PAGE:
The benign parathyroid diseases (adenomas and hyperplasia) had low mean fractional allelic loss (11% and 15%, respectively). The parathyroid carcinomas, in contrast, showed high mean fractional allelic loss (63%). This difference in the mutational profile suggests that this type of assay may be useful as an adjunctive diagnostic test in cases of parathyroid neoplasia.


Rapid intraoperative parathyroid hormone testing with surgical pathology correlations: the "chemical frozen section".

Guarda LA.

Department of Pathology, Florida Hospital Medical, Center, Orlando.
Am J Clin Pathol. 2004 Nov;122(5):704-12. Abstract quote  

The classic surgical approach to patients undergoing parathyroidectomy for primary or secondary hyperparathyroidism has experienced a dramatic shift owing to preoperative localization of the affected glands and/or the use of rapid intraoperative parathyroid hormone (RI-PTH) assays, allowing for minimally invasive surgical excisions. Institutional experience with 141 patients who underwent parathyroidectomy aided by the use of RI-PTH is reviewed.

The orientation provided by the intraoperative assay is essential in guiding the surgeon in these minimally invasive procedures, it helps reveal the cases of primary hyperparathyroidism with involvement of more than 1 gland, and it replaces the need for performing frozen sections, except for cases of secondary hyperparathyroidism.


Typical All glands are enlarged
Pseudoadenomatous variant Considerable variation in the extent of gland enlargement
Occult All of the glands are minimally enlarged with subtle microscopic evidence of hyperplasia
Secondary hyperparathyroidism

Adaptive increase in parathyroid parenchymal mass secondary to a known stimulus resulting in increased parathyroid hormone secretion

Chronic renal disease
Vitamin D deficiency

Tertiary hyperparathyrodism

Autonomous parathyroid hyperfunction in patients with previously documented secondary hyperparathyroidism

1/3 of kidney transplant patients
Adenomatous or hyperplastic changes



Chief cells arranged in diffuse or nodular pattern

Fat cells usually contain decreased amounts of fat compared to normal or suppressed chief cells

Rarely glands may show prominent deposits of intraparenchymal fat

Parathyromatosis Multiple parathyroid nests in the soft tissues of the neck or mediastinum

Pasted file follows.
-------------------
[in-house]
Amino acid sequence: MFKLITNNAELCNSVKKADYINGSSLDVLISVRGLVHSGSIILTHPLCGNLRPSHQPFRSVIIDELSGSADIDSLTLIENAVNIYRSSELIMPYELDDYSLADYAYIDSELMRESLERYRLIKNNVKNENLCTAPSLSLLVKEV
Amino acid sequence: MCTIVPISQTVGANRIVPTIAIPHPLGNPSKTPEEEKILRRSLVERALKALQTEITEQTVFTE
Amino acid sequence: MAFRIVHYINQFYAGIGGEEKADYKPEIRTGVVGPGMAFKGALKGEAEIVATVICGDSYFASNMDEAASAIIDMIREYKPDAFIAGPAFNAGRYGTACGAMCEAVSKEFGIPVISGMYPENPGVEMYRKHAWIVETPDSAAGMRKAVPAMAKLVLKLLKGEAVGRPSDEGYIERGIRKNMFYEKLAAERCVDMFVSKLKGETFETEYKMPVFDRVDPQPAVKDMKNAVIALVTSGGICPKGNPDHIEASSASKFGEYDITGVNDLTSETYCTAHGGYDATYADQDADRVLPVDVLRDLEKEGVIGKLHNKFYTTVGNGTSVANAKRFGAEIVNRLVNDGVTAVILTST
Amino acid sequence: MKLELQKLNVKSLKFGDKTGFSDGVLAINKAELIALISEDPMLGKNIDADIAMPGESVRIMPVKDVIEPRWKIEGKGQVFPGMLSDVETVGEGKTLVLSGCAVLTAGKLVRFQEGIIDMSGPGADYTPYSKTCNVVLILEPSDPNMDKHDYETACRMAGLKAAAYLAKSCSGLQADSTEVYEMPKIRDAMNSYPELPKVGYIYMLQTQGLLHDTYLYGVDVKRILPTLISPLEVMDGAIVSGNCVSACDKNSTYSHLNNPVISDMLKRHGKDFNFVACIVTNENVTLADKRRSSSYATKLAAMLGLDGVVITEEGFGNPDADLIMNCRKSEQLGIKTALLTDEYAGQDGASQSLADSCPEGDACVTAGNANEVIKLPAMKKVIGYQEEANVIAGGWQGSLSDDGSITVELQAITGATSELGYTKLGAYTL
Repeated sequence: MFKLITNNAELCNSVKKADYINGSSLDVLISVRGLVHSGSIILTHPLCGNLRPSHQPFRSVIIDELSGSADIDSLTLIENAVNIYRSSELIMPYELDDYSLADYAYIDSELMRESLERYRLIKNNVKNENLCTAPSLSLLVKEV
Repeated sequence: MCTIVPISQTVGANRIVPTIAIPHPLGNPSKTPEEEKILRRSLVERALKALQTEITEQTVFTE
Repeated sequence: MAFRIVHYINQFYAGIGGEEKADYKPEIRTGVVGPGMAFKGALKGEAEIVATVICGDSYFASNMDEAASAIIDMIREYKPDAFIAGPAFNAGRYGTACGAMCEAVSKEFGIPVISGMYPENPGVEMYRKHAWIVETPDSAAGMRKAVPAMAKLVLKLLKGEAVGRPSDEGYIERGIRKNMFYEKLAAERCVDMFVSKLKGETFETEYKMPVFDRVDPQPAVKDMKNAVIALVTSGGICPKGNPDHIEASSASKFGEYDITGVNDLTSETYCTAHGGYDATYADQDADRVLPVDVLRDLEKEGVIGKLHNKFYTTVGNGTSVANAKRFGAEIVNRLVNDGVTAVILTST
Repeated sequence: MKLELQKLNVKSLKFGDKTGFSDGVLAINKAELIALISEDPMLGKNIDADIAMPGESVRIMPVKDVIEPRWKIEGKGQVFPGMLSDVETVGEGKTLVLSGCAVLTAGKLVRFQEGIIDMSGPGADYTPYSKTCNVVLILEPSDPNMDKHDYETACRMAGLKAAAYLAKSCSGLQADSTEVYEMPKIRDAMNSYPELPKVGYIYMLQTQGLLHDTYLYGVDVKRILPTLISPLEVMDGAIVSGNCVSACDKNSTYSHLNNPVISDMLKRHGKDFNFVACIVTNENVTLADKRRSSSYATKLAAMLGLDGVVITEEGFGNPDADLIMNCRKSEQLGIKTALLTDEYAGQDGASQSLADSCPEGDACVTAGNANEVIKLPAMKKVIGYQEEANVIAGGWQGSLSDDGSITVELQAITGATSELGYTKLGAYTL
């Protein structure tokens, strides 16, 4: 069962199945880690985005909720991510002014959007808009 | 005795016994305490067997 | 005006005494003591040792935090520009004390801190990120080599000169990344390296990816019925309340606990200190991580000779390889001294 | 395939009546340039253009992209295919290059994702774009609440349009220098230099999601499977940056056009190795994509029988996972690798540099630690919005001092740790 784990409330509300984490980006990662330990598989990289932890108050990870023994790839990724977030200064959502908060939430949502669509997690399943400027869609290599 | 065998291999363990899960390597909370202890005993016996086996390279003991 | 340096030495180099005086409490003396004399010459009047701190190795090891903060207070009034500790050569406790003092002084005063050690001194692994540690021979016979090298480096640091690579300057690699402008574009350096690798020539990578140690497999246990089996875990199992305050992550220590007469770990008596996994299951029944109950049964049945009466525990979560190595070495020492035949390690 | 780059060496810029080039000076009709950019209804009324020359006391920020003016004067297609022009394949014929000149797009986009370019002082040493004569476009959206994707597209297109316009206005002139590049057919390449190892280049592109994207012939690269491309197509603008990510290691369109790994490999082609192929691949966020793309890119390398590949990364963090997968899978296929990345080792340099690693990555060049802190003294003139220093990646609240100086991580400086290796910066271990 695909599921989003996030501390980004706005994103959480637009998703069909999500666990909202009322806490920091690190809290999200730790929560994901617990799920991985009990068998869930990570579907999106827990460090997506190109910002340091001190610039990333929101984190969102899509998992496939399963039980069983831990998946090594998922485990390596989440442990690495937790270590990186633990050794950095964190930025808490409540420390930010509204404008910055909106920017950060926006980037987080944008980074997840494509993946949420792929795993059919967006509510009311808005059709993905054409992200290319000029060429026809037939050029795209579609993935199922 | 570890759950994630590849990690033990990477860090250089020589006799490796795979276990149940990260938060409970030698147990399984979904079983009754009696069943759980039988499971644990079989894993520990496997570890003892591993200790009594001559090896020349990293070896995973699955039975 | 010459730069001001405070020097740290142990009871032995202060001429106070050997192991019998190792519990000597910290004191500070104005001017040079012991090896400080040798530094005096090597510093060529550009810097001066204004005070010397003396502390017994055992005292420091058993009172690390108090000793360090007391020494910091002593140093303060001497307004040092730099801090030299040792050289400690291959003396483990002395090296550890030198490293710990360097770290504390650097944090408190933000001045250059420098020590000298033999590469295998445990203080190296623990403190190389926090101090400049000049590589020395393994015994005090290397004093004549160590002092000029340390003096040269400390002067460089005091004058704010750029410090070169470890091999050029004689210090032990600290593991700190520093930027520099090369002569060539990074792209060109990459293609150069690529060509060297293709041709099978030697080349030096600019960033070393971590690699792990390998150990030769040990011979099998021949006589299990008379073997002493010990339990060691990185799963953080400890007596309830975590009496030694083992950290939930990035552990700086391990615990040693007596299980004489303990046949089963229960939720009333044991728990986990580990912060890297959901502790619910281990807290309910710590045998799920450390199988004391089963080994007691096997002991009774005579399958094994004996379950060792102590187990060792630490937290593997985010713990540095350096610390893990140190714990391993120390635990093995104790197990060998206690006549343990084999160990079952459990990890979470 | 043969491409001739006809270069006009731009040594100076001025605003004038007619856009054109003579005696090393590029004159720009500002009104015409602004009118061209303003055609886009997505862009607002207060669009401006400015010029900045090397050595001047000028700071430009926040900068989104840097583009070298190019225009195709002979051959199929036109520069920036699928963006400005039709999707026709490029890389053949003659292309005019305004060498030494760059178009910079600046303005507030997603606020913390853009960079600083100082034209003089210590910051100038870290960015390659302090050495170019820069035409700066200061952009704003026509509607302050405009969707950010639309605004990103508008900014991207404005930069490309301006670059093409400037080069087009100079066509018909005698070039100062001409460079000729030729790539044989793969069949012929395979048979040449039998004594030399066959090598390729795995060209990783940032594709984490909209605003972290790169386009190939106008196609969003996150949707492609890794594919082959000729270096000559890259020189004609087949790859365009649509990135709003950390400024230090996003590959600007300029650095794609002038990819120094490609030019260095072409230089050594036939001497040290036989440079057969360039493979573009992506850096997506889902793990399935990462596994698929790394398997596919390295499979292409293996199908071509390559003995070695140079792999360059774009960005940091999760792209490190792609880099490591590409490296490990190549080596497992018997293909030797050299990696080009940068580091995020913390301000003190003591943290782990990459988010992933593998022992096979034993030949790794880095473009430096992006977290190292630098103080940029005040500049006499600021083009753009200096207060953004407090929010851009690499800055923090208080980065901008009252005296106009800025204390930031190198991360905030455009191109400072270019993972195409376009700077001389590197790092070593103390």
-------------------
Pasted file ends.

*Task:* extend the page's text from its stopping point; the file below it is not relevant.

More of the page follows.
Parathyroid hyperplasia in primary hyperparathyroidism: a review of 85 cases.

Castleman B, Schantz A, Roth S.

Cancer 1976 Oct;38(4):1668-75 Abstract quote

Parathyroid hyperplasia of all four glands was found to be the cause of primary hyperparathyroidism in 85 of 557 cases seen at the Massachusetts General Hospital between 1930 and 1973.

There were 66 cases of chief cell hyperplasia and 19 cases of clear cell hyperplasia that were grossly, microscopically, and ultrastructurally distinct. Although the clinical findings overlap, there are several differences in the signs and symptoms between these two forms of hyperplasia. Both types are treated by subtotal removal of all the parathyroid tissue. Removal of insufficient tissue has left residual hyperparathyroidism in 45% of those with chief cell hyperplasia and 11% of those with clear cell hyperplasia after what was thought to be definitive surgery. Postoperative hypoparathyroidism was found in 15% of the patients with chief cell hyperplasia and in none with clear cell hyperplasia.

These findings further suggest that removal of three and one-half glands in the more than 86% of patients with one gland involvement (adenoma or carcinoma) as the cause of primary hyperparathyroidism is unwarranted.

CLEAR CELL HYPERPLASIA Proliferation of water-clear cells in multiple parathyroid glands, usually in diffuse pattern of growth
Secondary Parathyroid Hyperplasia in Tuberous Sclerosis
Report of a Case With Large Eosinophilic Ganglion-Like Cells Similar to Those of Subependymal Giant Cell Astrocytoma, Tubers, and Atypical Angiomyolipoma

Howard L. Martin, M.D ; Edward Lee, M.D. ; Jorge Albores-Saavedra, M.D.

From the Division of Anatomic Pathology, Department of Pathology (H.L.M., J.A.-S.), University of Texas Southwestern Medical Center, Dallas, Texas; and the Department of Pathology (E.L.), Veterans Affairs Medical Center, Dallas, Texas, U.S.A.

Am J Surg Pathol 2002;26:260-265 Abstract quote

We report a case of secondary parathyroid hyperplasia in a 49-year-old man with tuberous sclerosis.

Two parathyroid glands had collections of large, eosinophilic ganglion-like endocrine cells that to our knowledge have not been previously described at this site. These cells are morphologically similar to those of subependymal giant cell astrocytoma, tubers, and atypical angiomyolipoma, all of which may arise in the setting of tuberous sclerosis. These large, eosinophilic ganglion-like cells found in different affected organs appear to be distinctive of tuberous sclerosis.